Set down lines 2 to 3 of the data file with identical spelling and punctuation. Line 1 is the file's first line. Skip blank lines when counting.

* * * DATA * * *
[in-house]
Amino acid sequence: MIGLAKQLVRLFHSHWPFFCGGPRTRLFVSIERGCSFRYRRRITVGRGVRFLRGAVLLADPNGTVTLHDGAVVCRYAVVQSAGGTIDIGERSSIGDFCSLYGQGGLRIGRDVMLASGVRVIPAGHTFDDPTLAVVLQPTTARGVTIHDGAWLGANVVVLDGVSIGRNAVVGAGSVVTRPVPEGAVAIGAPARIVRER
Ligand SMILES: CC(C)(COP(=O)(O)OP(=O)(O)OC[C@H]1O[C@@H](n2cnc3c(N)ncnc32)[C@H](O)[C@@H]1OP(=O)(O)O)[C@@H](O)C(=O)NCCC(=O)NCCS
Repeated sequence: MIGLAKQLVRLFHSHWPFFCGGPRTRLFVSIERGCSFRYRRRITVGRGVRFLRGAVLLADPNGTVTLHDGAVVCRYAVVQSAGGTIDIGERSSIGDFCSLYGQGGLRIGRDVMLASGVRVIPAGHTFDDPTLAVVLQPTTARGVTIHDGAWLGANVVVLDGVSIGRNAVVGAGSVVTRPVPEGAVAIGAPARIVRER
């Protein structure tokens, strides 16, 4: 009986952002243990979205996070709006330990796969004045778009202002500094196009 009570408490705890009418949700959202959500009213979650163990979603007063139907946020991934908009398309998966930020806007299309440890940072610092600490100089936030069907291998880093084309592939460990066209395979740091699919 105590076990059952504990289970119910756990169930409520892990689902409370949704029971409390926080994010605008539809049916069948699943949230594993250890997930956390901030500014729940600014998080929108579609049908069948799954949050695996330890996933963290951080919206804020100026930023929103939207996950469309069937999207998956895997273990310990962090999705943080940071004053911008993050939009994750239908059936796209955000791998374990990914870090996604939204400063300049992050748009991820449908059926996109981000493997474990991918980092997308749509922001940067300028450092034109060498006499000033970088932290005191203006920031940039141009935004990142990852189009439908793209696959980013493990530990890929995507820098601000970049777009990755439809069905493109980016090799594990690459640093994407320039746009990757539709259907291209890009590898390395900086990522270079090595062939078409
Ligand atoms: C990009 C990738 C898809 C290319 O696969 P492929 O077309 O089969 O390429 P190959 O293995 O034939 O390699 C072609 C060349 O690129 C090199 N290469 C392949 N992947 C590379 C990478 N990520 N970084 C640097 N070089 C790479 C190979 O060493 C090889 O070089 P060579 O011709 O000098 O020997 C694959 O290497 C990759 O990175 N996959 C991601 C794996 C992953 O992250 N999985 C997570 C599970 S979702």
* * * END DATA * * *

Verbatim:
Amino acid sequence: MIGLAKQLVRLFHSHWPFFCGGPRTRLFVSIERGCSFRYRRRITVGRGVRFLRGAVLLADPNGTVTLHDGAVVCRYAVVQSAGGTIDIGERSSIGDFCSLYGQGGLRIGRDVMLASGVRVIPAGHTFDDPTLAVVLQPTTARGVTIHDGAWLGANVVVLDGVSIGRNAVVGAGSVVTRPVPEGAVAIGAPARIVRER
Ligand SMILES: CC(C)(COP(=O)(O)OP(=O)(O)OC[C@H]1O[C@@H](n2cnc3c(N)ncnc32)[C@H](O)[C@@H]1OP(=O)(O)O)[C@@H](O)C(=O)NCCC(=O)NCCS